Thread: Drug Chirality
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Jul29-11, 10:43 AM
Other Sci
Sci Advisor
P: 1,400
In the example I posted, I'm talking about synthesizing levobupivacaine from scratch. You begin from a chiral starting material (L-lysine) and end up with a chiral product. If you were to start with a racemic mixture of lysine and follow the same procedure, you would end up with a racemic mixture of the two enantiomers of bupivacaine. This approach of planning your drug synthesis so that you obtain only the desired enantiomer at the end is called asymmetric synthesis.

If you have a racemic mixture of bupivacaine and want to isolate only one enantiomer, then you would need some strategy for chiral resolution, the separation of two enantiomers. Chiral resolution is based on the principle that, while enantiomers have identical chemical and physical properties in an achiral environment, their properties differ in chiral environments. In the case of resolving enantiomers using salts, you can take your racemic mixture and react it with the pure enantiomer of a chiral acid or base to form a what is called a diastereomeric salt (basically a salt having at least two chiral centers). Having the chiral acid/base around creates a chiral environment where the two enantiomers of your drug will show different properties (e.g. solubility).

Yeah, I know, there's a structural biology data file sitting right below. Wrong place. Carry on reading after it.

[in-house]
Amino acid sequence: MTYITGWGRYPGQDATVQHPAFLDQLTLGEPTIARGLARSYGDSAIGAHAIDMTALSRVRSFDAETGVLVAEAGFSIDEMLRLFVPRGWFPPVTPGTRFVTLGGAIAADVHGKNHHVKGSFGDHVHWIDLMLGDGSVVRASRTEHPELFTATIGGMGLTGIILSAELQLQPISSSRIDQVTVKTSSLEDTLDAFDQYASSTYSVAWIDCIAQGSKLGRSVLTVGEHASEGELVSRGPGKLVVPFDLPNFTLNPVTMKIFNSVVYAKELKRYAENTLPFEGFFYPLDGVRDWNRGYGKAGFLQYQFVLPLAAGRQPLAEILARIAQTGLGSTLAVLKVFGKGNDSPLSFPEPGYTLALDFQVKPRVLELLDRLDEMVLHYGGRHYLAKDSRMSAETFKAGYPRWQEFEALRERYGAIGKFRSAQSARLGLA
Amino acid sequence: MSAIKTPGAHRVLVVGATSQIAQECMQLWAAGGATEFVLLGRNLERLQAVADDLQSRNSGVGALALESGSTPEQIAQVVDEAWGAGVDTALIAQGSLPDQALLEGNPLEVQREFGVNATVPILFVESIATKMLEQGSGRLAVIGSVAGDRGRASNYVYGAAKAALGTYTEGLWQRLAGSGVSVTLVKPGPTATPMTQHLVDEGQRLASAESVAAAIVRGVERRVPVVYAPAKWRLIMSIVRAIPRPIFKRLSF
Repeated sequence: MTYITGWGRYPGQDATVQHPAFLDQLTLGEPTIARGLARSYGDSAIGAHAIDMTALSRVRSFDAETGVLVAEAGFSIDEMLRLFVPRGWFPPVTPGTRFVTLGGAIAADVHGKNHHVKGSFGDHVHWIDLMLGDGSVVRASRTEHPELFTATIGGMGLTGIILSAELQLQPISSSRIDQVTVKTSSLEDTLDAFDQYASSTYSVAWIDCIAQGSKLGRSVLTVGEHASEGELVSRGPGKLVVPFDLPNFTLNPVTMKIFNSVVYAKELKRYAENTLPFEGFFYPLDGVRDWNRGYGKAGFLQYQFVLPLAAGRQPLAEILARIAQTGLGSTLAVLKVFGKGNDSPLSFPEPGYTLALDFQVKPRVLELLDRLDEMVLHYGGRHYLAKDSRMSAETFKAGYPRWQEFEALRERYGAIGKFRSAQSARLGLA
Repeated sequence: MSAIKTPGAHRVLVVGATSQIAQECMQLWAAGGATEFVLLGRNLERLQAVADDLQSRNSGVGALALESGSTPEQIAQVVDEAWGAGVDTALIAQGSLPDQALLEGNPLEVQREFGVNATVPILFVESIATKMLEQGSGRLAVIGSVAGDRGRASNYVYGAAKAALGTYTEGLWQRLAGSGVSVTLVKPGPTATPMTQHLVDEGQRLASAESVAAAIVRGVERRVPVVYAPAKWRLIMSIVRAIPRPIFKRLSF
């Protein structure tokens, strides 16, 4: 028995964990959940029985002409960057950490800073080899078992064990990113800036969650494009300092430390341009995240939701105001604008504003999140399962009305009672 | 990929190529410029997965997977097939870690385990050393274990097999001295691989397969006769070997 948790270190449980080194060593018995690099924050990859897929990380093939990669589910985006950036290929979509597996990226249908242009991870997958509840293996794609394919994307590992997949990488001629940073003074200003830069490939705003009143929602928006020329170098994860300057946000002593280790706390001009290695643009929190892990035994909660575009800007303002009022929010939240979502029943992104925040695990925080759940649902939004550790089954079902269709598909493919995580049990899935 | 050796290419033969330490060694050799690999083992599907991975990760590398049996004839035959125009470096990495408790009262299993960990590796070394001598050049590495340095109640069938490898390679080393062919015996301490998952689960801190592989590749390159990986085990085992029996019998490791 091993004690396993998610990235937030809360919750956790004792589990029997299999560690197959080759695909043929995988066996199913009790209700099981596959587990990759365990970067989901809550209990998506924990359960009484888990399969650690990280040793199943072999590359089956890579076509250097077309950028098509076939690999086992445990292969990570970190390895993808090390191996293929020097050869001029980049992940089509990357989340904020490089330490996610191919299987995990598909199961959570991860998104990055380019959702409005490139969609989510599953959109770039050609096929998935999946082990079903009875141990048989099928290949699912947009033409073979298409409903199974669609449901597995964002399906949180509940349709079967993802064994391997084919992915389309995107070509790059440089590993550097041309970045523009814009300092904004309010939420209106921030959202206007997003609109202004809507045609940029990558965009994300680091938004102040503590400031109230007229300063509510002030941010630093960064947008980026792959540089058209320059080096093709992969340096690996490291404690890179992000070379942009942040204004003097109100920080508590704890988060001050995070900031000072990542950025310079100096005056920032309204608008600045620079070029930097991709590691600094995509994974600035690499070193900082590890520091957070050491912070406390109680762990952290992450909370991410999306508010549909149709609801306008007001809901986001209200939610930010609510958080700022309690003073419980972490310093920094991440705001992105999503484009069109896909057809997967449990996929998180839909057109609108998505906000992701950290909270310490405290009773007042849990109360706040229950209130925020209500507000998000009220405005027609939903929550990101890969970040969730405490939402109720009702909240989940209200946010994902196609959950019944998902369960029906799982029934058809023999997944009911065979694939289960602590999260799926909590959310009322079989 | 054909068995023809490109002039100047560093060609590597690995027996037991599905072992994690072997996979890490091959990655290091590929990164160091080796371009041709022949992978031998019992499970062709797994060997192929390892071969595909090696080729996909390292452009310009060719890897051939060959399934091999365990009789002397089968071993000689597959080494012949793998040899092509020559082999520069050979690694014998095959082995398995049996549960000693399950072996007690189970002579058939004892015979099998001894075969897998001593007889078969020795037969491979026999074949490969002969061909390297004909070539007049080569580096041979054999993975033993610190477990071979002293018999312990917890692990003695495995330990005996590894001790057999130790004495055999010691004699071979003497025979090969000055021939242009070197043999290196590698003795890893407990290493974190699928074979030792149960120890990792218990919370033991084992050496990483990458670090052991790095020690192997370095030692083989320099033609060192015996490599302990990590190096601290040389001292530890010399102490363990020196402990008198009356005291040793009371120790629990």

These strategies represent the two main approaches to creating a chiral drug. You can either design an asymmetric synthesis to produce only the desired enantiomer at the end, or you can design a normal synthesis, producing a racemic mixture, and employ a chiral resolution strategy to separate out the two enantiomers at the end.